Judgment day is coming for Greece's pensioners.

Photographer: Louisa Gouliamaki/AFP/Getty Images

Is Tomorrow Too Late for Greece?

Megan McArdle is a Bloomberg View columnist. She wrote for the Daily Beast, Newsweek, the Atlantic and the Economist and founded the blog Asymmetrical Information. She is the author of "“The Up Side of Down: Why Failing Well Is the Key to Success.”
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A few years back, as we watched Greece, Ireland, Italy, Portugal and Spain slide into chaos, it seemed that we were caught between two impossibilities: the seeming hopelessness of holding the euro zone together and the utter unfeasibility of pulling it apart. Somehow, however, they muddled through, and the world breathed a sigh of relief.

The thing about financial crises, however, is that you can never quite rest easy. One of my favorite economic quotes of all time is the description Rudi Dornbusch gave of the peso crisis: "The crisis takes a much longer time coming than you think, and then it happens much faster than you would have thought, and that's sort of exactly the Mexican story. It took forever and then it took a night."

This is also the story of Argentina and many another financially unstable country. There are periods when things seem like they might be on the mend, until suddenly they aren't. And I am beginning to wonder if the last few years haven't been one of those periods for Greece. From the Financial Times:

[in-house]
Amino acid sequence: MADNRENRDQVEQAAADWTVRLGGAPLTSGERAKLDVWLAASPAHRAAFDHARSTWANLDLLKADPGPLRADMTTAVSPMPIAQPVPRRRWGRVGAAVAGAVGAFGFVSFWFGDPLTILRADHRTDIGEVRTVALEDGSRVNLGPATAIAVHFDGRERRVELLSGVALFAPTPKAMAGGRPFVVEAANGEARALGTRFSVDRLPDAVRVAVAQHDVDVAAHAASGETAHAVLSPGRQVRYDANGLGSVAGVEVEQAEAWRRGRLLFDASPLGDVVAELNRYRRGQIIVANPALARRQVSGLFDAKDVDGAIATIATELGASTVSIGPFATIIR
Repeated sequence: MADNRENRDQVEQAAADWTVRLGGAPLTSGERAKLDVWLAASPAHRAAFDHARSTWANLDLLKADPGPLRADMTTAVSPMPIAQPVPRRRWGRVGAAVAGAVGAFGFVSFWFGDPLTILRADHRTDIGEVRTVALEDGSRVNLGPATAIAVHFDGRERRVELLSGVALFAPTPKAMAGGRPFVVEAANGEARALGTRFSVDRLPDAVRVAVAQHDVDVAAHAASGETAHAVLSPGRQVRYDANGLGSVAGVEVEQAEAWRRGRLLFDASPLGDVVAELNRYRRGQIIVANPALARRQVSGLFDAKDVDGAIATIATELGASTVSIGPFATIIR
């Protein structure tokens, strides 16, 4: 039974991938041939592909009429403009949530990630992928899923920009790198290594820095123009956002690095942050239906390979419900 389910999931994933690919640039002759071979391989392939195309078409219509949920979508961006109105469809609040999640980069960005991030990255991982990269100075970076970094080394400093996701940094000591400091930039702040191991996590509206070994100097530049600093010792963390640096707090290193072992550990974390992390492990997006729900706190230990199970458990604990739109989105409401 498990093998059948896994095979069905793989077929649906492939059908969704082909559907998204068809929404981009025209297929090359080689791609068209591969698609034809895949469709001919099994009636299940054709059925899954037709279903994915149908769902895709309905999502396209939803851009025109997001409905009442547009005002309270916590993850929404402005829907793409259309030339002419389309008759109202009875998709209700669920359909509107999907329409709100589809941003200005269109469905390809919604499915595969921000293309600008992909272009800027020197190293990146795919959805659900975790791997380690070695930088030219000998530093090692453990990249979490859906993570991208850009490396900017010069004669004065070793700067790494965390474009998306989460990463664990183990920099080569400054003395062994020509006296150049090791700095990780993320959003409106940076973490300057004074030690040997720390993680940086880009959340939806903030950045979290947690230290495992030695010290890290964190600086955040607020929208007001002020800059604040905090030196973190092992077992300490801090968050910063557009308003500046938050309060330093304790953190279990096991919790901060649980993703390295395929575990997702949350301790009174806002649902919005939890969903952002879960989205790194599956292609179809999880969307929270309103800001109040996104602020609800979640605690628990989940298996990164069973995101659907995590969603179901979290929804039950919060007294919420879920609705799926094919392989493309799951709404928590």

Many observers had until recently assumed that Greece was over the worst and that a reform programme dictated by the so-called troika of European and international institutions was delivering at least a modest recovery. Uncertainty returned on Monday when Antonis Samaras, the Greek prime minister, announced that he will hold a snap vote in parliament one week from now to choose a new head of state.

The selection of the Greek president, a constitutional figurehead, is normally insignificant. But the three-round poll, starting on December 17, is effectively a vote of confidence in the Samaras government. Calling it is a high-stakes gamble by the prime minister at a critical moment for Greece’s economy and for the broader eurozone.

Mr Samaras is gambling that victory would be a springboard for pushing through reforms that allow Greece to receive its last bailout payment from the troika and bring its four-year rescue to a close. If he loses -- and the vote will be tight -- Greece will be plunged into an immediate election which may well see the radical opposition Syriza party come to power. This prospect has frightened investors. On Tuesday, Greek shares suffered their biggest one-day fall since the 1987 global stock market crash.

Covering the Argentinian financial crisis at the turn of the millennium, I was naively puzzled by the failure of the government to do things that seemed to be obvious, such as stay on good terms with the IRS. A decade later, I understand that it's hard to talk about optimal economic policy in the context of a financial crisis. The citizenry sees that it is suffering, while its money drains off to bankers somewhere else. No matter how much better it might be to keep up those payments in the long run, it is very hard to maintain the political will to do so in the short run. 

Now, many countries do manage to push their way through this conundrum and do the optimal thing for a country's long-run fiscal health, rather than the politically popular thing. But many others do not. In the next week, we may find out which category Greece falls into.

This column does not necessarily reflect the opinion of Bloomberg View's editorial board or Bloomberg LP, its owners and investors.

To contact the author on this story:
Megan McArdle at mmcardle3@bloomberg.net

To contact the editor on this story:
Brooke Sample at bsample1@bloomberg.net